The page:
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Friday, 18 September 2009

School Dinners

With constant talk of the success or otherwise of changes made to English 'school dinners' in the past few years I hope my children will feel privilidged to have been to a French school where food plays a very important role.

We moved to this area of France, close to Saumur, 3 years ago, and I remember my first visit to see the local Collège where the children would go to school. The principal took great pains to point out that not only did his school have a very good reputation for its academic teaching, but that it also had one of the best 'cantines' in the area.

Not being in a large city is an obvious advantage - students number around 600 making it fairly small as Collèges go. The vast majority of food is prepared fresh, daily and on the premises.

Each day there is an entrée, plat, dessert and cheese, always accompanied by a green salad and plenty of fresh french bread. Take today for example - here is the menu:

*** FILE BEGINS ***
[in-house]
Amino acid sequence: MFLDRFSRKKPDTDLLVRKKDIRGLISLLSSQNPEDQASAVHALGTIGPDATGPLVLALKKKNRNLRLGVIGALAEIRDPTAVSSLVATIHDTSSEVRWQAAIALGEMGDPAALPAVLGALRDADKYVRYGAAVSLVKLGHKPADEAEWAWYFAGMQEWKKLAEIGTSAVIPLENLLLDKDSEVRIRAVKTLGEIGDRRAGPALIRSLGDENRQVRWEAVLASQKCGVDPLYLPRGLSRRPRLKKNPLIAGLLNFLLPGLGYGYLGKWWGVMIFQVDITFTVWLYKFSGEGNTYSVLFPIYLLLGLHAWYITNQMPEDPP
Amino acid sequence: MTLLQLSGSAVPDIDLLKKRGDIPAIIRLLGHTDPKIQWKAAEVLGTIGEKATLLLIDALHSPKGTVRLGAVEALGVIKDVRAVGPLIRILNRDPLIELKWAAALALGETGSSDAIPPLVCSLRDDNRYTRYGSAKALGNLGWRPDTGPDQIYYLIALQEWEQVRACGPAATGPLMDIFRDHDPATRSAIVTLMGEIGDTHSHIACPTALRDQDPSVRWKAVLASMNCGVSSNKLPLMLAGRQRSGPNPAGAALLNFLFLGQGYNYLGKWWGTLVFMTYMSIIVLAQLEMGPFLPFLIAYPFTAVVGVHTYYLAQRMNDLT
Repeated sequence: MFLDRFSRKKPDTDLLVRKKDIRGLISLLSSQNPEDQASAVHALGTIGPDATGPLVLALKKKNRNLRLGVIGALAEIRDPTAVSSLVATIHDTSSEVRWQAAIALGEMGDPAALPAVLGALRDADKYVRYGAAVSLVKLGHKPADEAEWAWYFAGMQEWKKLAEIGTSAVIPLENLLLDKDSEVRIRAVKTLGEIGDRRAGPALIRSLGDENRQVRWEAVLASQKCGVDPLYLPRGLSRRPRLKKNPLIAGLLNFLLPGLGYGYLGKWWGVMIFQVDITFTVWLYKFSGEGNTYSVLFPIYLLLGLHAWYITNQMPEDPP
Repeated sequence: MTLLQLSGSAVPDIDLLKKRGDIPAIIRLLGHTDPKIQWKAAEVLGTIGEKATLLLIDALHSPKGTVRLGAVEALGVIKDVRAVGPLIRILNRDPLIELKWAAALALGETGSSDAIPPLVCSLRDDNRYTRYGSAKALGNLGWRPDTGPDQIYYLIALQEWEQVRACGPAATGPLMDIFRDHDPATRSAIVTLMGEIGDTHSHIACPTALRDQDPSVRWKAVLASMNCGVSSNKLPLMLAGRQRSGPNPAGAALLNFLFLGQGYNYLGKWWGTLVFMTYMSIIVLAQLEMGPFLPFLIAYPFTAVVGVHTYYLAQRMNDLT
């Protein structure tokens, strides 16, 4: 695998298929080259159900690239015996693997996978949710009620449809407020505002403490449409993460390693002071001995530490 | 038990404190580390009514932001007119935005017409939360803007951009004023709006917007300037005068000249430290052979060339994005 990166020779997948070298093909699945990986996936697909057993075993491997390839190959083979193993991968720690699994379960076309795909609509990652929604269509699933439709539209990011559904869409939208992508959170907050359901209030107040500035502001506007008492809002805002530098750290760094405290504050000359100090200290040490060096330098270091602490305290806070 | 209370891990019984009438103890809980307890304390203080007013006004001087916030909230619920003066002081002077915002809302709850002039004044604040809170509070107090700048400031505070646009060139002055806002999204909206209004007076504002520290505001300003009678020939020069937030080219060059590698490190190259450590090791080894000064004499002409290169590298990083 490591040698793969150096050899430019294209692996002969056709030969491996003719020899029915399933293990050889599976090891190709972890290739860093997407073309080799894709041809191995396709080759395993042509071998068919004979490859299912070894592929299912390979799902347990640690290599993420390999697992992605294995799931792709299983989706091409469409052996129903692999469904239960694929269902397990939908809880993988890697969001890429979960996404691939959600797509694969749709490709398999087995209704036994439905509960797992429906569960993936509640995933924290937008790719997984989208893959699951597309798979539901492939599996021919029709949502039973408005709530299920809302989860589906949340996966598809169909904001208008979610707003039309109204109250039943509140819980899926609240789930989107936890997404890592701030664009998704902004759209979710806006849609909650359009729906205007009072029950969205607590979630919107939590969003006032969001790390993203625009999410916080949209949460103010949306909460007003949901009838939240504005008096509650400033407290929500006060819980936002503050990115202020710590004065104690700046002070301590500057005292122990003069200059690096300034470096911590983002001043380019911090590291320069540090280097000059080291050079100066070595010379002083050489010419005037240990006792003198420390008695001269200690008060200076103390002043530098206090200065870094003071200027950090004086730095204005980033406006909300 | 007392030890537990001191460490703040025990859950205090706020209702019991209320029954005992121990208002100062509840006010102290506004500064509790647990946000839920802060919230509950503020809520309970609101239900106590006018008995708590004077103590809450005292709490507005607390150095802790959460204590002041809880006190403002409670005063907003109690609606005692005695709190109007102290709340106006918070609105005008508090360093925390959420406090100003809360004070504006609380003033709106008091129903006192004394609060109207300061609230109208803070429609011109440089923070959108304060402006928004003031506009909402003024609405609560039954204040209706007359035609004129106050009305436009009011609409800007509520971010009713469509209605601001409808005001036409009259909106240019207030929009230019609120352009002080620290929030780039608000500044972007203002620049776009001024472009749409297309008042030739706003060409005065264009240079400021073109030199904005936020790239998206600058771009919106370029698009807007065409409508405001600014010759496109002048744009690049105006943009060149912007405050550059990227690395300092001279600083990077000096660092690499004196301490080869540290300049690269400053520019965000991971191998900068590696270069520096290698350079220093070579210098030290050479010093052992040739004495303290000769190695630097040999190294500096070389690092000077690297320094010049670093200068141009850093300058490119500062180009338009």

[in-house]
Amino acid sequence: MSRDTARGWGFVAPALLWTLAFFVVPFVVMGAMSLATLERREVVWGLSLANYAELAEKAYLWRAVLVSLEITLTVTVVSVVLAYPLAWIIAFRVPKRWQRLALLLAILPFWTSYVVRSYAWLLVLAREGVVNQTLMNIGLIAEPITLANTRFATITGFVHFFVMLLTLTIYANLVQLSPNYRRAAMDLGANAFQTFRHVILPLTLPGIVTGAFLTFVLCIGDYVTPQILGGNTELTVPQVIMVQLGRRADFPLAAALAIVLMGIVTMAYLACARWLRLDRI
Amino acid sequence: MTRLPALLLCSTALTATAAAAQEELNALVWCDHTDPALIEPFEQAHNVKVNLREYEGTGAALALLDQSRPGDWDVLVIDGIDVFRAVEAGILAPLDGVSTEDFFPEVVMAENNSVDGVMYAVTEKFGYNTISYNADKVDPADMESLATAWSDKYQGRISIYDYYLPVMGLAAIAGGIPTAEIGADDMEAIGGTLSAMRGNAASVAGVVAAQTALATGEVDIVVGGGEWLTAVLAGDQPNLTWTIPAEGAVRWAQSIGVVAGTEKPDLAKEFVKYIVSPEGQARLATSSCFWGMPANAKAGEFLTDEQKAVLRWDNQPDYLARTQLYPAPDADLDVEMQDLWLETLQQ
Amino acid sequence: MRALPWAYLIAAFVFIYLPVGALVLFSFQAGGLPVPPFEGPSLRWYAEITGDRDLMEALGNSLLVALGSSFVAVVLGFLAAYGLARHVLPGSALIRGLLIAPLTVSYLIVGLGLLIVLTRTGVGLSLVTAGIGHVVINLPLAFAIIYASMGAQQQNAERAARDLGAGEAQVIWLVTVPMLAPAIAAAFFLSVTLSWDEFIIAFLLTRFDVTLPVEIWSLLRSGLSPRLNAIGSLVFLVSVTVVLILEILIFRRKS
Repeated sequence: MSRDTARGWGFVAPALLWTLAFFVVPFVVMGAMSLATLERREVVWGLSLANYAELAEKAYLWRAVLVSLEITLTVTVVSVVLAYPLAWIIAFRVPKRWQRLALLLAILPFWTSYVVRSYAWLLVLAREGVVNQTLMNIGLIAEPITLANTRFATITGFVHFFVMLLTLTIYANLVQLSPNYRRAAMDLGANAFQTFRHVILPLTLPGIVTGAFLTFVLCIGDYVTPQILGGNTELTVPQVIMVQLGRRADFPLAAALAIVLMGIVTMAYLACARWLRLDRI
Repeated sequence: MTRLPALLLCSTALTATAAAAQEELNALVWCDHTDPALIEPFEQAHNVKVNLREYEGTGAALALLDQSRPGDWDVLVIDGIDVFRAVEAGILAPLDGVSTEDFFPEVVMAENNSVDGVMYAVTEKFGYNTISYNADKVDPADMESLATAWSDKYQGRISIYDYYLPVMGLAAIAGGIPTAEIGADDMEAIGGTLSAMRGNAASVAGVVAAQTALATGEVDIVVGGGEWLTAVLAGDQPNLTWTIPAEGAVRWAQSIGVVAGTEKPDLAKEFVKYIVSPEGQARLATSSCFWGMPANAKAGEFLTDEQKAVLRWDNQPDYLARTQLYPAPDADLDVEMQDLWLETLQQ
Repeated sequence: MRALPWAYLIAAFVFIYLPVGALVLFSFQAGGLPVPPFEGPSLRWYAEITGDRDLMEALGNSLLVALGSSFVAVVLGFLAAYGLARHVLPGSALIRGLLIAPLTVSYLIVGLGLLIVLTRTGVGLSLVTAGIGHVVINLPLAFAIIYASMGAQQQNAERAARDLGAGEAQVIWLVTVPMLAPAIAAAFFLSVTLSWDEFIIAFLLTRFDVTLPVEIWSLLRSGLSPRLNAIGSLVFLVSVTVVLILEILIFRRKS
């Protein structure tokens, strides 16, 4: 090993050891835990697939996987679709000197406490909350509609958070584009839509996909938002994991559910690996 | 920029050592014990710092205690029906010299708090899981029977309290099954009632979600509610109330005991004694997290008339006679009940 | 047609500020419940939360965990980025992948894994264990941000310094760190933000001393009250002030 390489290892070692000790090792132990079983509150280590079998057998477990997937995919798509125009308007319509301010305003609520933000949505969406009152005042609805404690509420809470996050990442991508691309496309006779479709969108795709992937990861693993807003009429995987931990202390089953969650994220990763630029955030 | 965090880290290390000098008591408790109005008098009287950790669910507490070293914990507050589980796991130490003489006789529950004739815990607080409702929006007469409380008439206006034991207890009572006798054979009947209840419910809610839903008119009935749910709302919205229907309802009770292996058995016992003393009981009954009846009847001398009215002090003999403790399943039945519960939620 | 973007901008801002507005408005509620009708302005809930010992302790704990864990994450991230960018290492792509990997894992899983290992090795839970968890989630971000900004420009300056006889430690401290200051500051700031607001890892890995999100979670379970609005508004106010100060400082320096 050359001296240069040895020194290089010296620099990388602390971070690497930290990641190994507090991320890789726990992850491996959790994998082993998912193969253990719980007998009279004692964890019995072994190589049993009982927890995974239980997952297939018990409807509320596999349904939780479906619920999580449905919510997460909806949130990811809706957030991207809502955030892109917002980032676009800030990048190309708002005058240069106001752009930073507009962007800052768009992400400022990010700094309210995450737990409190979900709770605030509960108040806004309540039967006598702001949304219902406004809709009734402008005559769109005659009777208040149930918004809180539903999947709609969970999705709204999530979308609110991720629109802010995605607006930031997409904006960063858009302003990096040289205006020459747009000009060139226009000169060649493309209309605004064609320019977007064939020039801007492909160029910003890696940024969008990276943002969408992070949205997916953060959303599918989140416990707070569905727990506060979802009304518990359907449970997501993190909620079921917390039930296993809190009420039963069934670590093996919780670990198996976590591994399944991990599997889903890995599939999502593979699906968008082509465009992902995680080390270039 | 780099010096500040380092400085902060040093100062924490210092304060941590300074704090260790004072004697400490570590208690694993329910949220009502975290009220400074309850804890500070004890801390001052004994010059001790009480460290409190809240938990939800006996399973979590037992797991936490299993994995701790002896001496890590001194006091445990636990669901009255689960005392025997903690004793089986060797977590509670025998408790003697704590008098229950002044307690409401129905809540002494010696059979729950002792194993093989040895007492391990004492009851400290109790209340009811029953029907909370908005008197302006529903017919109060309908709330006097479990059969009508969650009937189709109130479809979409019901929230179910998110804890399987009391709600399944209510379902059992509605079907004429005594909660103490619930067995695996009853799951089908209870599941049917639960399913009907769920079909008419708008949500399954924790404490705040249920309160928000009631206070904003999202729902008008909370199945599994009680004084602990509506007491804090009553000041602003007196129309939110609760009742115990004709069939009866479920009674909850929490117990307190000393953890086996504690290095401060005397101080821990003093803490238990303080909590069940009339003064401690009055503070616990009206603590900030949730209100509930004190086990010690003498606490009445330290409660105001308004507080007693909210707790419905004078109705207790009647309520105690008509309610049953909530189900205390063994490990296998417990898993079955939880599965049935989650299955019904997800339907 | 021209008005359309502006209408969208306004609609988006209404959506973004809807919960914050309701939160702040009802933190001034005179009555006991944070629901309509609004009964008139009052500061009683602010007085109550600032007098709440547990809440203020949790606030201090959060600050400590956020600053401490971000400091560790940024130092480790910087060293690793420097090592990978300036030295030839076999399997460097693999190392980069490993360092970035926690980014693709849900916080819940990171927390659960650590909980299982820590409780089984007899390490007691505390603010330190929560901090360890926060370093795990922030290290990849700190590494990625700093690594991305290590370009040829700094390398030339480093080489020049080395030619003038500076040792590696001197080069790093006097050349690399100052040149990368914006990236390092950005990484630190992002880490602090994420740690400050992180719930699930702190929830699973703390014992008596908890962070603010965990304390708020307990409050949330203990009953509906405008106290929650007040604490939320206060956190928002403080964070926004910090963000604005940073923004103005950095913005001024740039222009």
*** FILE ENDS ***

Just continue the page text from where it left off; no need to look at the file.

Rillettes with cornichons
Fillet of white fish served with vegetables and a beurre blanc sauce
Fresh poached peach served with chocolate sauce and whipped cream
Cheese - today garlicky cream cheese

The menus are planned in advance and posted up on the noticeboard. Theme days incorporating foods and flavours from other countries are often included.

What strikes me most is that the food offered to children at lunchtime here in France is the food one would serve any adult. No concession is made for age - after all why wouldn't a 12 year old enjoy a beurre blanc sauce or sauce bearnaise. Food is still considered to be important, something to look forward to. As a result of this, I have seen a change in the way my children eat. They are more open to trying new things, tastes and flavours. Of course, they don't like everything but when dishes such as black pudding , mussels, squid and offal are often served, they have a go and often come back with enthusiastic reports about something delicious they have tried at school.

Do they realise how lucky they are? I think they do - they look forward to lunch and enjoy telling us what they have had when they get home.

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